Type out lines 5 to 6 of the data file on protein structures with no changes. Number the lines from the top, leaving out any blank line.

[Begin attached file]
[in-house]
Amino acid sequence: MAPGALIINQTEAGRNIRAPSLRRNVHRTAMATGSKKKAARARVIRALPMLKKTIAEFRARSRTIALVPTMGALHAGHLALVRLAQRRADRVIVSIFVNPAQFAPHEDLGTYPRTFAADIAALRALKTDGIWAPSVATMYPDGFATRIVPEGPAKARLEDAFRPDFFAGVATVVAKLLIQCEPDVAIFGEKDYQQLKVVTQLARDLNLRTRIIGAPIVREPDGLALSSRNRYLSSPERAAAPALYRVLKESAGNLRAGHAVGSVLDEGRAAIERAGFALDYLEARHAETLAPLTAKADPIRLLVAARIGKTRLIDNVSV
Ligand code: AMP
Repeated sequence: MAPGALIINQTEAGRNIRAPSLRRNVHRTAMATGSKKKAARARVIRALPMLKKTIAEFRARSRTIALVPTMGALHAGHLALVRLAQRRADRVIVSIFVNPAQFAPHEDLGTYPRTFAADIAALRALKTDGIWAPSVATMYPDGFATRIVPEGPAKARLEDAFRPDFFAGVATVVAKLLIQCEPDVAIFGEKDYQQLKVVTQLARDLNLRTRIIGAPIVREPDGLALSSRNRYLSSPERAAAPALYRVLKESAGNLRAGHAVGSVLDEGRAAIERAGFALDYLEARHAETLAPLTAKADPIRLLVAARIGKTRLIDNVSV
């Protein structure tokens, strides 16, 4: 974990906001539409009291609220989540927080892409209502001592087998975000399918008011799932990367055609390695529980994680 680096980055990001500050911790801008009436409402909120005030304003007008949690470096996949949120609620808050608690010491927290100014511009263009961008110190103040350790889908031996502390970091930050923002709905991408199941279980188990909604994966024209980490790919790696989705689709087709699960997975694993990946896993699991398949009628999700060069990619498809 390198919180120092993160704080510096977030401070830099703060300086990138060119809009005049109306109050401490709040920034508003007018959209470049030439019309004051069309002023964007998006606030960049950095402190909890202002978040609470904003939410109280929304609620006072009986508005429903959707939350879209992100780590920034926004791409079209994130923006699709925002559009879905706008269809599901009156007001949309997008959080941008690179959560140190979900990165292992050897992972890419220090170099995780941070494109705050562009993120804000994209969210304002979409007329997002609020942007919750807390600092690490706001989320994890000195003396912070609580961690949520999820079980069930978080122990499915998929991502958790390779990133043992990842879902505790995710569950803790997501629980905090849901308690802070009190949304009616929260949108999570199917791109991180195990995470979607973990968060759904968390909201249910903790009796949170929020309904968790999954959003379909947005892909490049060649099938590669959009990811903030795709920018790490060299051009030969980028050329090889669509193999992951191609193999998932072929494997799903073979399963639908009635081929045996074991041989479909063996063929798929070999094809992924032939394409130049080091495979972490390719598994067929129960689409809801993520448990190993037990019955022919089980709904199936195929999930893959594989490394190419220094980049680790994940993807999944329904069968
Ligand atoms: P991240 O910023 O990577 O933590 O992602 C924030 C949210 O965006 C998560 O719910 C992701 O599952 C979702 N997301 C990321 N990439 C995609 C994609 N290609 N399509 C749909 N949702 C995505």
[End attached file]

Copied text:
């Protein structure tokens, strides 16, 4: 974990906001539409009291609220989540927080892409209502001592087998975000399918008011799932990367055609390695529980994680 680096980055990001500050911790801008009436409402909120005030304003007008949690470096996949949120609620808050608690010491927290100014511009263009961008110190103040350790889908031996502390970091930050923002709905991408199941279980188990909604994966024209980490790919790696989705689709087709699960997975694993990946896993699991398949009628999700060069990619498809 390198919180120092993160704080510096977030401070830099703060300086990138060119809009005049109306109050401490709040920034508003007018959209470049030439019309004051069309002023964007998006606030960049950095402190909890202002978040609470904003939410109280929304609620006072009986508005429903959707939350879209992100780590920034926004791409079209994130923006699709925002559009879905706008269809599901009156007001949309997008959080941008690179959560140190979900990165292992050897992972890419220090170099995780941070494109705050562009993120804000994209969210304002979409007329997002609020942007919750807390600092690490706001989320994890000195003396912070609580961690949520999820079980069930978080122990499915998929991502958790390779990133043992990842879902505790995710569950803790997501629980905090849901308690802070009190949304009616929260949108999570199917791109991180195990995470979607973990968060759904968390909201249910903790009796949170929020309904968790999954959003379909947005892909490049060649099938590669959009990811903030795709920018790490060299051009030969980028050329090889669509193999992951191609193999998932072929494997799903073979399963639908009635081929045996074991041989479909063996063929798929070999094809992924032939394409130049080091495979972490390719598994067929129960689409809801993520448990190993037990019955022919089980709904199936195929999930893959594989490394190419220094980049680790994940993807999944329904069968
Ligand atoms: P991240 O910023 O990577 O933590 O992602 C924030 C949210 O965006 C998560 O719910 C992701 O599952 C979702 N997301 C990321 N990439 C995609 C994609 N290609 N399509 C749909 N949702 C995505």